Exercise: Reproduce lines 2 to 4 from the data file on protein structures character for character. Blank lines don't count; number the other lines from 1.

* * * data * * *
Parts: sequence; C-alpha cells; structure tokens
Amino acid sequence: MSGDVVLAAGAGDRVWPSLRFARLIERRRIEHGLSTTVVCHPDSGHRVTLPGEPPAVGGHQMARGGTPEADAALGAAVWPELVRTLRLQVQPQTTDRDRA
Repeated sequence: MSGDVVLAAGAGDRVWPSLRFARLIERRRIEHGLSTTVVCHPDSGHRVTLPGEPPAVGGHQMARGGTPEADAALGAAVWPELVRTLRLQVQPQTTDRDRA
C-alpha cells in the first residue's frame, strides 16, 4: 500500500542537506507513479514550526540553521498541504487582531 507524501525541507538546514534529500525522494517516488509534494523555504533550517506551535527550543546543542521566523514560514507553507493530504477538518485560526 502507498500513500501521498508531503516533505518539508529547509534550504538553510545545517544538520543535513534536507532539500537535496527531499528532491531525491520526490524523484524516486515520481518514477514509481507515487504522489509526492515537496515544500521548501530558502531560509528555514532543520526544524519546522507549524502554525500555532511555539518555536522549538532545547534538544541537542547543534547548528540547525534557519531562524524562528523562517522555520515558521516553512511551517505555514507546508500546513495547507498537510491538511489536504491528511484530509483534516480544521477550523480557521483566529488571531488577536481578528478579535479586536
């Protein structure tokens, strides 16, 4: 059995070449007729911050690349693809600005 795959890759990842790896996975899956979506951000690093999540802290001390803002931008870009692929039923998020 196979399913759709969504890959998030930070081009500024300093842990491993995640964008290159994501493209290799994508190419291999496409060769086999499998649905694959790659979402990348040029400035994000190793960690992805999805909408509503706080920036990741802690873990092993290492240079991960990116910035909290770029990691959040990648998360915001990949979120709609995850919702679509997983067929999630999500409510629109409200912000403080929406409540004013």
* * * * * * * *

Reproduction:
Amino acid sequence: MSGDVVLAAGAGDRVWPSLRFARLIERRRIEHGLSTTVVCHPDSGHRVTLPGEPPAVGGHQMARGGTPEADAALGAAVWPELVRTLRLQVQPQTTDRDRA
Repeated sequence: MSGDVVLAAGAGDRVWPSLRFARLIERRRIEHGLSTTVVCHPDSGHRVTLPGEPPAVGGHQMARGGTPEADAALGAAVWPELVRTLRLQVQPQTTDRDRA
C-alpha cells in the first residue's frame, strides 16, 4: 500500500542537506507513479514550526540553521498541504487582531 507524501525541507538546514534529500525522494517516488509534494523555504533550517506551535527550543546543542521566523514560514507553507493530504477538518485560526 502507498500513500501521498508531503516533505518539508529547509534550504538553510545545517544538520543535513534536507532539500537535496527531499528532491531525491520526490524523484524516486515520481518514477514509481507515487504522489509526492515537496515544500521548501530558502531560509528555514532543520526544524519546522507549524502554525500555532511555539518555536522549538532545547534538544541537542547543534547548528540547525534557519531562524524562528523562517522555520515558521516553512511551517505555514507546508500546513495547507498537510491538511489536504491528511484530509483534516480544521477550523480557521483566529488571531488577536481578528478579535479586536